"At Clif we treat energy like an ingredient"- Clif Bar to install multi-usage solar power system

Published: Oct. 9, 2018 at 6:48 PM MDT
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A Twin Falls bakery aims to support the local biodiversity and use energy efficient technology.

On Tuesday, Clif Bar's Twin Falls Bakery held a kickoff celebration to announce they will be installing one of the largest onsite solar power systems.

The two-megawatt system will power 30 percent of their 300,000 square foot bakery.

"Up until now, we've been been purchasing wind energy from Idaho," said Bakery Project Engineer Lane Daley. "This new system will work well for us. We really like the ownership of the system."

Daley explained they see their energy source as an ingredient.

"The syrup or the raisins or the nuts that we put in our bars." Daley explained. "It's important for us that it's clean, this is a way to make sure we're making our bars with clean energy."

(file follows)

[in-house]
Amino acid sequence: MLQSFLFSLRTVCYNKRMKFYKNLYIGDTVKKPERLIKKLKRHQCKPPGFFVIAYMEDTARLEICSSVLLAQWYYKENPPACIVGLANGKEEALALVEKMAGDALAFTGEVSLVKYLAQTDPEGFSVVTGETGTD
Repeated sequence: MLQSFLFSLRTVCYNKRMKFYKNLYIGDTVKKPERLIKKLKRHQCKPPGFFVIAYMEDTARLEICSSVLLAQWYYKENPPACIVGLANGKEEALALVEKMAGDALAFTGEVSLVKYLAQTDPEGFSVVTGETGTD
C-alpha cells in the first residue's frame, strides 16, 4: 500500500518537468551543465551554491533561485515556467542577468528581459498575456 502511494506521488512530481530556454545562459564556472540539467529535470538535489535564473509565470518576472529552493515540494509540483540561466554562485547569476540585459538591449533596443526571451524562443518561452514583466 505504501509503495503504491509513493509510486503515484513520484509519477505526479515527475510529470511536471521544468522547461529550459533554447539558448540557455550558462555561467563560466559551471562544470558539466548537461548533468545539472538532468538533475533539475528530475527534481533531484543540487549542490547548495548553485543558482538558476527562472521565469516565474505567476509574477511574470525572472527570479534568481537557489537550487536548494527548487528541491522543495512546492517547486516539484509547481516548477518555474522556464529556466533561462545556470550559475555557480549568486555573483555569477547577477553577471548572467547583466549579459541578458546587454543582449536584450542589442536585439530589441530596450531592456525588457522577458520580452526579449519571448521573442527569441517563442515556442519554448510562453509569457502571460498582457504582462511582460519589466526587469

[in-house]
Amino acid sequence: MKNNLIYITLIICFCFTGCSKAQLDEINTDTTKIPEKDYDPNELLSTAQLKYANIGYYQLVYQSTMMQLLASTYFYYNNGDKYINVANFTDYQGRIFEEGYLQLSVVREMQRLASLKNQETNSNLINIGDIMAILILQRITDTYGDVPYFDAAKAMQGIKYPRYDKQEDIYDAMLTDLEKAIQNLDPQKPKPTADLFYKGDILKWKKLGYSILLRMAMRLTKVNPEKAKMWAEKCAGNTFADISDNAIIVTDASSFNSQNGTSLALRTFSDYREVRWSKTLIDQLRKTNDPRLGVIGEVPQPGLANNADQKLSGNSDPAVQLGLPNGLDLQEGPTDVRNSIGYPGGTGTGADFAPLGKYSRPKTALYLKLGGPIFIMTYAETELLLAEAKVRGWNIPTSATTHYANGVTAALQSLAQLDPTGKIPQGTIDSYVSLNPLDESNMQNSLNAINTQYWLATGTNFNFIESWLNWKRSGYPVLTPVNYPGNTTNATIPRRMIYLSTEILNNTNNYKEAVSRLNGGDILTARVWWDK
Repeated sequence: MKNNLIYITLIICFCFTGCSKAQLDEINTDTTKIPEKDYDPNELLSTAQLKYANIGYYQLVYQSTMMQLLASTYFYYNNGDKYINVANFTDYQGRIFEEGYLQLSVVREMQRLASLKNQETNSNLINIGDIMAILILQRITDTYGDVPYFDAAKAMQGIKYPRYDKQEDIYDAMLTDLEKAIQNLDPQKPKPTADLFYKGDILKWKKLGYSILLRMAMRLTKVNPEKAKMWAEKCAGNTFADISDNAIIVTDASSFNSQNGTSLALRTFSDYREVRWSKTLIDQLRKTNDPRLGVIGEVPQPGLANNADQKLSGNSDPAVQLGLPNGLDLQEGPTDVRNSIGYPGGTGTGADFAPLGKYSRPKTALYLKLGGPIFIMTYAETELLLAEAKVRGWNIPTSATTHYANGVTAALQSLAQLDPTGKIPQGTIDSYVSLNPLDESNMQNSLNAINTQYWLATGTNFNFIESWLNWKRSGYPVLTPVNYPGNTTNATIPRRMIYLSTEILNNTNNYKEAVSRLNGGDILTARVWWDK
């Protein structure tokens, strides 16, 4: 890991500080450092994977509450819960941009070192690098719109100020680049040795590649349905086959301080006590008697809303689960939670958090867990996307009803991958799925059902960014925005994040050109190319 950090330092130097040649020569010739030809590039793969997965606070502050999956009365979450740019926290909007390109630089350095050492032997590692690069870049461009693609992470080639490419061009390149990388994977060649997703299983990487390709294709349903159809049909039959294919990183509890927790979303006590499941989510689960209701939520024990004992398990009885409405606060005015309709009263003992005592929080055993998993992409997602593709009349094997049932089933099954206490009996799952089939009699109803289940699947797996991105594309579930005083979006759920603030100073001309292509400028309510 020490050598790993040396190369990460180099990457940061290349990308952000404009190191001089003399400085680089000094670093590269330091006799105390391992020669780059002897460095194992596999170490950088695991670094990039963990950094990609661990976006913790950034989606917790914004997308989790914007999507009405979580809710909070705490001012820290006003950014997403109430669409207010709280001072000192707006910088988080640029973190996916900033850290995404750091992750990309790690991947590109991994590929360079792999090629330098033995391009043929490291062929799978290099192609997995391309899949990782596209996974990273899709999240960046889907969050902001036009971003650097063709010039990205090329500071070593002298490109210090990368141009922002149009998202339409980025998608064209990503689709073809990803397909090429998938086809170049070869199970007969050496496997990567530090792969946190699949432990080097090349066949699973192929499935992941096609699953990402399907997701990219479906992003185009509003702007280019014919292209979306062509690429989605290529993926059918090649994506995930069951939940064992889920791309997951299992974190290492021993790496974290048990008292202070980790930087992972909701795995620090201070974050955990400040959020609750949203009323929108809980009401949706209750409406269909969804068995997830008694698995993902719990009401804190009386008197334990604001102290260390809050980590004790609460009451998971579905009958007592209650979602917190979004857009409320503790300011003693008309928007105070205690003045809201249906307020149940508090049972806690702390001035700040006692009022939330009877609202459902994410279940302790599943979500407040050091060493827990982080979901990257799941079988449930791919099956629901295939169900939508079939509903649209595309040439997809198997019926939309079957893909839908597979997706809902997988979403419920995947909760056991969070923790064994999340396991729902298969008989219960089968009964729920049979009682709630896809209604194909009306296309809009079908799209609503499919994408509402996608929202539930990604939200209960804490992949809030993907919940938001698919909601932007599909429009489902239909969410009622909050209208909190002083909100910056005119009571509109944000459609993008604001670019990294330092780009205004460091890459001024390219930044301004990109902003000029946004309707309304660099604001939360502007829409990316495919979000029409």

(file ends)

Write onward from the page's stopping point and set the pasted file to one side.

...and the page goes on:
The system will include pollinator habitat to support local plants and pollinator insects such as bees and butterflies.

"Pollinators across the globe are in drastic decline," said Elysa Hammond, director of environmental stewardship for Clif Bar and Company . "This is because of loss of habitat, of chemical pollution, of disease."

The solar power will not only benefit the environment but will reduce the cost for Clif Bar and allow it to be use as multi-usage for employees, said Daley.

"Not only is this system generating power that we're using to make our clif bars," she continued. "It's keeping our employees cars cool in the summer, so they don't have to blast their air conditioner as soon as they turn on their car."

The solar array will be constructed by Borrego Solar in the upcoming weeks and expected to be completed by June 2019.

The company will also expand their locker room and storage as well.

"We've grown our team at Twin Falls from a little more than 200 people when they bakery opened to nearly 300 today," said Susan Potucek, human resource manager. "Our locker rooms gets crowded, we're storing production and maintenance uniforms in hallways, and space for contractors is tight."